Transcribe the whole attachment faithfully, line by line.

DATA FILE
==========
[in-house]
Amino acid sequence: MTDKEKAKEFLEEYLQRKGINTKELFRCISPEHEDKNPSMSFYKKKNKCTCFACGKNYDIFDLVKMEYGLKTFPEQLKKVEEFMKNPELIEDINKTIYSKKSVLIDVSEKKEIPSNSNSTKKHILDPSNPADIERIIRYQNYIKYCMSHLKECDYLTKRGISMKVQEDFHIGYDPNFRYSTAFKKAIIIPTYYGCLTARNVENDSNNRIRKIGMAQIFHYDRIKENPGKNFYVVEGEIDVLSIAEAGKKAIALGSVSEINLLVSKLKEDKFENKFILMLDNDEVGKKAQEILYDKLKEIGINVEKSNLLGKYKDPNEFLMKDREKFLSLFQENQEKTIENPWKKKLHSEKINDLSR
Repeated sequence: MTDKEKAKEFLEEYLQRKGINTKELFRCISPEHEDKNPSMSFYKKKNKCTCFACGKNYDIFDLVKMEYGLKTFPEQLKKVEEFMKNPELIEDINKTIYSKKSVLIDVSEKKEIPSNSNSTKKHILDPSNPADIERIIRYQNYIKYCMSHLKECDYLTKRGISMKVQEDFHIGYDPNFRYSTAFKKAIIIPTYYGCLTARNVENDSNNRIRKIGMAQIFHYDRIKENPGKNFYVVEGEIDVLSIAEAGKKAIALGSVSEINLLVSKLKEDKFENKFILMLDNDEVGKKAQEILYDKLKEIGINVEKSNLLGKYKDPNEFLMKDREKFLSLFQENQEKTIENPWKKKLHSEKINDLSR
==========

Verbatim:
[in-house]
Amino acid sequence: MTDKEKAKEFLEEYLQRKGINTKELFRCISPEHEDKNPSMSFYKKKNKCTCFACGKNYDIFDLVKMEYGLKTFPEQLKKVEEFMKNPELIEDINKTIYSKKSVLIDVSEKKEIPSNSNSTKKHILDPSNPADIERIIRYQNYIKYCMSHLKECDYLTKRGISMKVQEDFHIGYDPNFRYSTAFKKAIIIPTYYGCLTARNVENDSNNRIRKIGMAQIFHYDRIKENPGKNFYVVEGEIDVLSIAEAGKKAIALGSVSEINLLVSKLKEDKFENKFILMLDNDEVGKKAQEILYDKLKEIGINVEKSNLLGKYKDPNEFLMKDREKFLSLFQENQEKTIENPWKKKLHSEKINDLSR
Repeated sequence: MTDKEKAKEFLEEYLQRKGINTKELFRCISPEHEDKNPSMSFYKKKNKCTCFACGKNYDIFDLVKMEYGLKTFPEQLKKVEEFMKNPELIEDINKTIYSKKSVLIDVSEKKEIPSNSNSTKKHILDPSNPADIERIIRYQNYIKYCMSHLKECDYLTKRGISMKVQEDFHIGYDPNFRYSTAFKKAIIIPTYYGCLTARNVENDSNNRIRKIGMAQIFHYDRIKENPGKNFYVVEGEIDVLSIAEAGKKAIALGSVSEINLLVSKLKEDKFENKFILMLDNDEVGKKAQEILYDKLKEIGINVEKSNLLGKYKDPNEFLMKDREKFLSLFQENQEKTIENPWKKKLHSEKINDLSR